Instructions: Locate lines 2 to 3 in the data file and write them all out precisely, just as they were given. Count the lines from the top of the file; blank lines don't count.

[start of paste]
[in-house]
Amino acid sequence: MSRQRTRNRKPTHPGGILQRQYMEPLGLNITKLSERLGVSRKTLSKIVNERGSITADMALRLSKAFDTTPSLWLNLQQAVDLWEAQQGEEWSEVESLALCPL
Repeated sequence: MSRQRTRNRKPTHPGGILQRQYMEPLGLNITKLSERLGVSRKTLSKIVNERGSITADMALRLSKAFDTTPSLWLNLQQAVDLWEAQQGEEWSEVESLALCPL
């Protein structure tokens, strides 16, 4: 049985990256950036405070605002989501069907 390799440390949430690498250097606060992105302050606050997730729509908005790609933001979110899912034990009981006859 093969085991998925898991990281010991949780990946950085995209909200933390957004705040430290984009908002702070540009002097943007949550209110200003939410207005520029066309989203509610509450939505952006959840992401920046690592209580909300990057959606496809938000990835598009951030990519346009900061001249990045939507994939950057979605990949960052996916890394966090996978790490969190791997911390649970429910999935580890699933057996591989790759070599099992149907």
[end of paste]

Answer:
Amino acid sequence: MSRQRTRNRKPTHPGGILQRQYMEPLGLNITKLSERLGVSRKTLSKIVNERGSITADMALRLSKAFDTTPSLWLNLQQAVDLWEAQQGEEWSEVESLALCPL
Repeated sequence: MSRQRTRNRKPTHPGGILQRQYMEPLGLNITKLSERLGVSRKTLSKIVNERGSITADMALRLSKAFDTTPSLWLNLQQAVDLWEAQQGEEWSEVESLALCPL